- Requirements Definition Phase: Document a list of reports and objectives
- Design Phase: Document what each report will look like, how users will interact with them
- Build Phase: Build the documented solution
- Test Phase: Ensure everything works as documented
Once all the routines, reports, and tools are tested – then development work is done. The tools are integrated into the production environment for the user base to begin using. Time to celebrate, right? Maybe not.
As someone who has successfully executed the waterfall project management approach several times for several large organizations, I can attest that most ended in hearty handshakes and congratulations. But none were as successful as they should have been.
I led a data warehouse project for one of the world’s largest online trading firms where we defined over 100 standard reports and selected some very expensive latest-and-greatest graphical analysis tools.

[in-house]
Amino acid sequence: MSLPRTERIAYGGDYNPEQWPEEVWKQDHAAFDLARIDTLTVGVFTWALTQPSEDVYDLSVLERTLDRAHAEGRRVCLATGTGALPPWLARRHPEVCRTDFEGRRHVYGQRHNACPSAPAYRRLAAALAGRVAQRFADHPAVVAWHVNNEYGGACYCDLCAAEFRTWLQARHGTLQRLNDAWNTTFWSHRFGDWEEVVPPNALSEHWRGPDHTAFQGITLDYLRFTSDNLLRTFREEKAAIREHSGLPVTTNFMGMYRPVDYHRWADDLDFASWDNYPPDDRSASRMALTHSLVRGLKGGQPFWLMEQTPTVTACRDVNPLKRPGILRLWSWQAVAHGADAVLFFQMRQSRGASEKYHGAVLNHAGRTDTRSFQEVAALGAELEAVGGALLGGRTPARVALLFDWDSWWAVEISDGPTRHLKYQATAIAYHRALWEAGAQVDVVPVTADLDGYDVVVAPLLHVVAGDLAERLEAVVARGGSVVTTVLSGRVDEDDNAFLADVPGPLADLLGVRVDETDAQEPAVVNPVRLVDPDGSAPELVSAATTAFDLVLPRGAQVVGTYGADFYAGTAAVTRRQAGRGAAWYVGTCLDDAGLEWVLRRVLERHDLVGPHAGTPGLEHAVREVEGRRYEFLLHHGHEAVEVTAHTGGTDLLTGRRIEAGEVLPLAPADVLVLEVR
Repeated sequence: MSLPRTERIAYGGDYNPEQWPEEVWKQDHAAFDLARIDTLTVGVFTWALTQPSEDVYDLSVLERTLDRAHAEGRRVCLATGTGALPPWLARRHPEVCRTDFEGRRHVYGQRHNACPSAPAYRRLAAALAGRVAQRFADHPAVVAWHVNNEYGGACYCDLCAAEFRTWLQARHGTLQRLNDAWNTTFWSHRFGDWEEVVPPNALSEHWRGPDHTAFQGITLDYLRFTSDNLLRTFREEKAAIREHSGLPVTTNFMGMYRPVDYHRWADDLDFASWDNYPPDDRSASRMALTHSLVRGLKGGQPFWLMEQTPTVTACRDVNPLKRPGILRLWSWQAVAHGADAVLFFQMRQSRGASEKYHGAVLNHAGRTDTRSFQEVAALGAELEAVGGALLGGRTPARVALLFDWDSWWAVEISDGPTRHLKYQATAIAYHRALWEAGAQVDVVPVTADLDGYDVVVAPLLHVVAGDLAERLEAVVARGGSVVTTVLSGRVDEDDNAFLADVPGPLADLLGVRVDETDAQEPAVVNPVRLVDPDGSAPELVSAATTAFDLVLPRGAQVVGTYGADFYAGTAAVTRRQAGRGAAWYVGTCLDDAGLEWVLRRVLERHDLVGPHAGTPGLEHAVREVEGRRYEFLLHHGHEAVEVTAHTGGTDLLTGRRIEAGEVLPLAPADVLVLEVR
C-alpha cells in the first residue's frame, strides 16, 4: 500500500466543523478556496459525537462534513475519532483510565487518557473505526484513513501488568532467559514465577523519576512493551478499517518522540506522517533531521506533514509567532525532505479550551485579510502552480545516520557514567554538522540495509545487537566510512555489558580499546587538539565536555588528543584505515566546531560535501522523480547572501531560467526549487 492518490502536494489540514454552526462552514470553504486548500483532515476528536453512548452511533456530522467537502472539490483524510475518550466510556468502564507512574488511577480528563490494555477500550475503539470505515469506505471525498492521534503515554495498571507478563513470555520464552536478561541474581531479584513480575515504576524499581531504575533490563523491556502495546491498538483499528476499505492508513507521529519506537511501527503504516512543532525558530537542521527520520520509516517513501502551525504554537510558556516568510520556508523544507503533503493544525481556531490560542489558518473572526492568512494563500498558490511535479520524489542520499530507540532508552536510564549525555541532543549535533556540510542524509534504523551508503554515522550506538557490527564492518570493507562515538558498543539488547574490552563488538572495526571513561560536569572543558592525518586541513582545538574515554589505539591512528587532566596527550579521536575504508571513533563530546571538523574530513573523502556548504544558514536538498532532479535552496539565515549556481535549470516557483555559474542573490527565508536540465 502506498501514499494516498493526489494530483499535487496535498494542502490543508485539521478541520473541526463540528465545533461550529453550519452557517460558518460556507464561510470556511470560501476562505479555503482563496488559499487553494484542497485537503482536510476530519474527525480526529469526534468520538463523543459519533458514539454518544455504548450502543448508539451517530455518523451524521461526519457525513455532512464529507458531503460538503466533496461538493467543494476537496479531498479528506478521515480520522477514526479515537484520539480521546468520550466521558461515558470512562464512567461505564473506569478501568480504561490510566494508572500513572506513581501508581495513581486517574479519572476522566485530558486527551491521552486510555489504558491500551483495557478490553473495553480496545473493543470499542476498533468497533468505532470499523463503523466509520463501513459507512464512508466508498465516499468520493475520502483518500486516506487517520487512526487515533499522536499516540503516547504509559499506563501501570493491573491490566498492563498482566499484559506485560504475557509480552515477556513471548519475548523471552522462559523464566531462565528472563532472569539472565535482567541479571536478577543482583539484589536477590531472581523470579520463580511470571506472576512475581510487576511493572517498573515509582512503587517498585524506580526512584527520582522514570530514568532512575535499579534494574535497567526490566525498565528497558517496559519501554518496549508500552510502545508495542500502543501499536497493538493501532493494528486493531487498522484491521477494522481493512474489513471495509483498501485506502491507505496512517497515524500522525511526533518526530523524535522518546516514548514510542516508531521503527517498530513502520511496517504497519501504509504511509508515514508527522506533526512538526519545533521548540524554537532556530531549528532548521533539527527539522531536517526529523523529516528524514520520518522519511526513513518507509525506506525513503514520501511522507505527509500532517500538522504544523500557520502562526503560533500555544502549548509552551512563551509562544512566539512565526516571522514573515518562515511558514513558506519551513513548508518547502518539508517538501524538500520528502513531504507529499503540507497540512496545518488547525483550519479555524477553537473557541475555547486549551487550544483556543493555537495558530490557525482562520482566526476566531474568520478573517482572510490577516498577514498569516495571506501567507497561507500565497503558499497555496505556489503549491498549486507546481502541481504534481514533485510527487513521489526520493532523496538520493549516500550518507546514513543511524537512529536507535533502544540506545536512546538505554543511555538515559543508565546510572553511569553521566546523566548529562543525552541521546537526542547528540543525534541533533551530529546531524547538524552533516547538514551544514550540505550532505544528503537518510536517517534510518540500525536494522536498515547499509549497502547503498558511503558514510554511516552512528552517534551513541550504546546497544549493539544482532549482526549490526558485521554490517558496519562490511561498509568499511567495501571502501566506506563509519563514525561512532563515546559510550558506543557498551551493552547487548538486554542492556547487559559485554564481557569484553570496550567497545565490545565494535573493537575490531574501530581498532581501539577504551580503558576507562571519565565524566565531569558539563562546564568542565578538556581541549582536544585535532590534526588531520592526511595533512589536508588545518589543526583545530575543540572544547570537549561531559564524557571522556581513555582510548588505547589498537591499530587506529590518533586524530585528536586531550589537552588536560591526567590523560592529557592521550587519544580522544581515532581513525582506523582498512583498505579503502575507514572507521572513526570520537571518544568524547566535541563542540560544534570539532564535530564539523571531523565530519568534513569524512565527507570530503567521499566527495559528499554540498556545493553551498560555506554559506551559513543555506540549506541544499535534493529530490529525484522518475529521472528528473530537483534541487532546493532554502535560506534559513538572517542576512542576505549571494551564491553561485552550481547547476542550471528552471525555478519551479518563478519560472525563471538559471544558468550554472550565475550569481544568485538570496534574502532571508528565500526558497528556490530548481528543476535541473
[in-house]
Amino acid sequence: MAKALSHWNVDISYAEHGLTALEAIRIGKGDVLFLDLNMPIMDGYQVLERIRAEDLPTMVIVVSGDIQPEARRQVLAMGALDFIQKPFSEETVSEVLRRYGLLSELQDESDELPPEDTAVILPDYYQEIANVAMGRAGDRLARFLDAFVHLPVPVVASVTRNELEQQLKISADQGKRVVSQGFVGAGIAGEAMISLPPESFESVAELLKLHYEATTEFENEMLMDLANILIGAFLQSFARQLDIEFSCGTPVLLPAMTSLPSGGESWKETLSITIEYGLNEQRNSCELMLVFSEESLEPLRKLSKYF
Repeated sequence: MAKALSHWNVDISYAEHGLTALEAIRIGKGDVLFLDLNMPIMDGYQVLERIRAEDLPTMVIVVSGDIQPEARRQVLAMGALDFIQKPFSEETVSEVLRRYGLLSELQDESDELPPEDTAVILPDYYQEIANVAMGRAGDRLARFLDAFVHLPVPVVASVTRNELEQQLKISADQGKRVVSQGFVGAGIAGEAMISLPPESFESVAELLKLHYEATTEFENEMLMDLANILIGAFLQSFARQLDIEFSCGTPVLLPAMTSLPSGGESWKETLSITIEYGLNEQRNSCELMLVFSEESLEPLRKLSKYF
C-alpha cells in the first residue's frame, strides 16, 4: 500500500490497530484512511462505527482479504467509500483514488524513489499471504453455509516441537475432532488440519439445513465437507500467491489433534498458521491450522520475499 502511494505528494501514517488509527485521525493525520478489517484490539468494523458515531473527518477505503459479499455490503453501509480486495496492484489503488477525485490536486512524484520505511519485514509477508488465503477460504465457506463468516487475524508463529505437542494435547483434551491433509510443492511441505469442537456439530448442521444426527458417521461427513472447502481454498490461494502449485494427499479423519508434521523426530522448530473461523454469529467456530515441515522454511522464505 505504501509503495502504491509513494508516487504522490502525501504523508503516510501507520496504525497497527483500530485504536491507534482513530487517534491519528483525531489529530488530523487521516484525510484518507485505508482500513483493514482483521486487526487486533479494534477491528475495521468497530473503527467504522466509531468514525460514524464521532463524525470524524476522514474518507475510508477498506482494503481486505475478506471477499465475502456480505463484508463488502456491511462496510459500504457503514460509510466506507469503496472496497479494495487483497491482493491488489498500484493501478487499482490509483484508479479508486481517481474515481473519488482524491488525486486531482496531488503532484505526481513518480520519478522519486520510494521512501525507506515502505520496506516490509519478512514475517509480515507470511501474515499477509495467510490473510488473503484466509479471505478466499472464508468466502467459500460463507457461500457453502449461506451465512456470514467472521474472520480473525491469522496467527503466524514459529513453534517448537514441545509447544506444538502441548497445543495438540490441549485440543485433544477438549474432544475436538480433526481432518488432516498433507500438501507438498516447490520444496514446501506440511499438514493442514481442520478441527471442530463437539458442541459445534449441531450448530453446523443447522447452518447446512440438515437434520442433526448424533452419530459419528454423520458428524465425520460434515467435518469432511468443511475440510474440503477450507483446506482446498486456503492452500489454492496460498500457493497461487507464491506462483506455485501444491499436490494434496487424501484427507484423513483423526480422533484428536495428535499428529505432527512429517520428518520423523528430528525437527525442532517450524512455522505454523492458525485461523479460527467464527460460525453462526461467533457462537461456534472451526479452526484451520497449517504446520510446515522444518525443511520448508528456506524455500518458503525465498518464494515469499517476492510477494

I led a large data mart project for a public natural gas utility in which we defined and designed layouts for numerous online ad-hoc and structured reports.
I managed a data warehouse project for a major public manufacturer, which had grown via acquisition and was trying to run their business using two general ledgers. At the start of that project, we identified more than 75 standard reports they were positive they needed.
At the conclusion of each of these projects, my teams and I were applauded for delivering what we said we would when we said we would. In hindsight, I realize that all these projects could have been completed more successfully and quickly for far less cost if we had utilized an Agile approach.
Notice that the determination of what needs to be built is decided at the start of a typical waterfall project. However, the reason for any BI project is to gain insight into what is not already known. As you gain that insight, you will want to know things you did not know you wanted to know. Unfortunately, you cannot know what you really need to build until after you have already built some pieces.
There is a better way to structure BI projects. Rather than waterfall project management, Agile principles and the Scrum software development framework embodies quick releases of production-ready deliverables.